The opening line of the show was: “Disappear from your hometown, go and find the people that you know…” followed by a chorus that has helped me with several life-decisions lately: “So when you run make sure you run, to something and not away from…” (Weight of Lies). The chorus of a newer song echoed: “If I live the life I’m given, then I won’t be scared to die…” (The Once and Future Carpenter). And the encore left us with two simple truths: “Don’t worry with all of my belongings… Always remember there is nothing worth sharing like the love that let us share our name…” (Murder in the City) and “God only knows. God makes his plan. The information’s unavailable to the mortal man. We’re working our jobs. Collect our pay. Believe we’re gliding down the highway when in fact we’re slip slidin’ away…” (Slip Slidin’ Away – Paul Simon cover) Finally, one last song from the middle of the concert. I simply wanted to share the lyrics of a rare, yet-to-be-recorded song performed that night. It too seemed particularly meaningful in the wake of recent events…

“Never Been Alive”

Money won’t do the trick… but it will help
To open the doors we need it to… to help someone else

Still we won’t need it, to turn things around

I’ve never been alive, like I am now

You need only tell me… when you’re under the gun
If you need someone to lend a hand… consider it done

But still you won’t need me, to turn things around

I’ve never been alive, like I am now

And even though they didn’t close with “Salvation Song” as I had secretly hoped, the sentiment rang true:

“And I would give up everything, if you were to come up clean
And see you shine so bright in a world of woe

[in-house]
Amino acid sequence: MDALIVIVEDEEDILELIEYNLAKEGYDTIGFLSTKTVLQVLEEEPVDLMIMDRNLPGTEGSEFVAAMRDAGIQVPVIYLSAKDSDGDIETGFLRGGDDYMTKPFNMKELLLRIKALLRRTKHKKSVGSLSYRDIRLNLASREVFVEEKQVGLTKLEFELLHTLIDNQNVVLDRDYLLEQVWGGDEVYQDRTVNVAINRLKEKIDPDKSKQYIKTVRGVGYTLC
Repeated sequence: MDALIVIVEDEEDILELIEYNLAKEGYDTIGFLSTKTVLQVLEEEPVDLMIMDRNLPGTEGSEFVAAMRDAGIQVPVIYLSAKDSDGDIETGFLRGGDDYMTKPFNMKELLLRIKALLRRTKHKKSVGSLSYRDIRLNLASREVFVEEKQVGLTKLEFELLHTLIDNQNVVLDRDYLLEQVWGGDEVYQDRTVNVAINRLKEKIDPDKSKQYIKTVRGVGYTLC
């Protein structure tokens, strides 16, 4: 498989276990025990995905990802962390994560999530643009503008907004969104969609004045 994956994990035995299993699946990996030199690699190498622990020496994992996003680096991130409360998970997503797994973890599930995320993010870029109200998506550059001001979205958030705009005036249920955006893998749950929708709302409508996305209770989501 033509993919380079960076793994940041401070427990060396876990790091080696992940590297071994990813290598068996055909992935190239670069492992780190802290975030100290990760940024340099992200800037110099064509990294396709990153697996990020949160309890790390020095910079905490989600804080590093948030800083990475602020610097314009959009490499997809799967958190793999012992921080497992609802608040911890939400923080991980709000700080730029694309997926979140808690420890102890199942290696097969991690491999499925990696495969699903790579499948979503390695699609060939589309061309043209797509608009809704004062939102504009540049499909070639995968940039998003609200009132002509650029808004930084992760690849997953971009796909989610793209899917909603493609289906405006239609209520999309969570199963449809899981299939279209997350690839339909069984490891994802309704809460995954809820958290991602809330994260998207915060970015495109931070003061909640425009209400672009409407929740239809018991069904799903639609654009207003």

And they may pay us off in fame, but that is not why we came
And if it compromises truth then we will go

We came for salvation
We came for family
We came for all that’s good that’s how we’ll walk away
We came to break the bad
We came to cheer the sad
We came to leave behind the world a better way…”

Easter Sunday: Skeleton Bones

HE IS ALIVE!

The resurrection is not just a historical fact, theological truth, or future promise. It is a present reality. It is more than mere doctrine, it is definitive. This is the core of our life as a Christ-followers: New Life. Abundant and Eternal.

We worship the resurrected Son of God. And He has breathed His immortal Spirit into our mortal bodies. By His shed blood, the dead have been granted life. The sinful has been made holy. His love is our heart beat. We live on every word that proceeds from His mouth. Live in this power and freedom as you worship your risen King today!

“Skeleton Bones”

Peel back our ribs again
and stand inside of our chest.
We just wanna’ love you
We just wanna’ love you

Peel back the veil of time
And let us see You with our naked eyes
We just wanna’ love you
We just wanna’ love you

We want your blood to flow inside our body
We want your wind inside our lungs
We just wanna’ love you
We just wanna’ love you

Skeleton bones stand at the sound of eternity
On the lips of the found
And gravestones roll
To the rhythm of the sound of you
Skeleton bones stand at the sound of eternity
On the lips of the found
So separate those doors
And let the son of resurrection in.

Oh let us adore the
Son of Glory drenched in love
Open up your gates before him
Crown Him, stand Him up

Saturday: Closer

“God is dead.” Nietzsche penned his infamous 3-word sentence almost 130 years ago. What he meant was that religious belief in God no longer had a place in society – we didn’t need Him anymore. Or at least, mankind did not live in recognition of a God from whom absolute morality and justice was found. Look at his words: